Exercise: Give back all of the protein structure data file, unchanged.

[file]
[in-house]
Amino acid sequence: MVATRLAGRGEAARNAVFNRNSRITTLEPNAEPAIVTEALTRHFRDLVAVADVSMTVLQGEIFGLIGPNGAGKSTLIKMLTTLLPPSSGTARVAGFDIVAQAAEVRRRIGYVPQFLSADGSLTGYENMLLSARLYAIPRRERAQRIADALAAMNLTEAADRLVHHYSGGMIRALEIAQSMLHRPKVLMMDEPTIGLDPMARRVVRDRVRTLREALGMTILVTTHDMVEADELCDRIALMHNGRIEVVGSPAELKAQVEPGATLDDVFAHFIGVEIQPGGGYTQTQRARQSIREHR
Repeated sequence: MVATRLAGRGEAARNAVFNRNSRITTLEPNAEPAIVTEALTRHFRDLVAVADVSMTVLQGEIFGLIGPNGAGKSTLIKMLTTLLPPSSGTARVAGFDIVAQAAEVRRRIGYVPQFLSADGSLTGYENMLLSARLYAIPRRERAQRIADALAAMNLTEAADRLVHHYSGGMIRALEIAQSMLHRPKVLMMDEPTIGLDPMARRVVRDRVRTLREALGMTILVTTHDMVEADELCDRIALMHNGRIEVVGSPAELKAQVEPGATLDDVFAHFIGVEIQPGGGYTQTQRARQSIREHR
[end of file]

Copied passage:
[in-house]
Amino acid sequence: MVATRLAGRGEAARNAVFNRNSRITTLEPNAEPAIVTEALTRHFRDLVAVADVSMTVLQGEIFGLIGPNGAGKSTLIKMLTTLLPPSSGTARVAGFDIVAQAAEVRRRIGYVPQFLSADGSLTGYENMLLSARLYAIPRRERAQRIADALAAMNLTEAADRLVHHYSGGMIRALEIAQSMLHRPKVLMMDEPTIGLDPMARRVVRDRVRTLREALGMTILVTTHDMVEADELCDRIALMHNGRIEVVGSPAELKAQVEPGATLDDVFAHFIGVEIQPGGGYTQTQRARQSIREHR
Repeated sequence: MVATRLAGRGEAARNAVFNRNSRITTLEPNAEPAIVTEALTRHFRDLVAVADVSMTVLQGEIFGLIGPNGAGKSTLIKMLTTLLPPSSGTARVAGFDIVAQAAEVRRRIGYVPQFLSADGSLTGYENMLLSARLYAIPRRERAQRIADALAAMNLTEAADRLVHHYSGGMIRALEIAQSMLHRPKVLMMDEPTIGLDPMARRVVRDRVRTLREALGMTILVTTHDMVEADELCDRIALMHNGRIEVVGSPAELKAQVEPGATLDDVFAHFIGVEIQPGGGYTQTQRARQSIREHR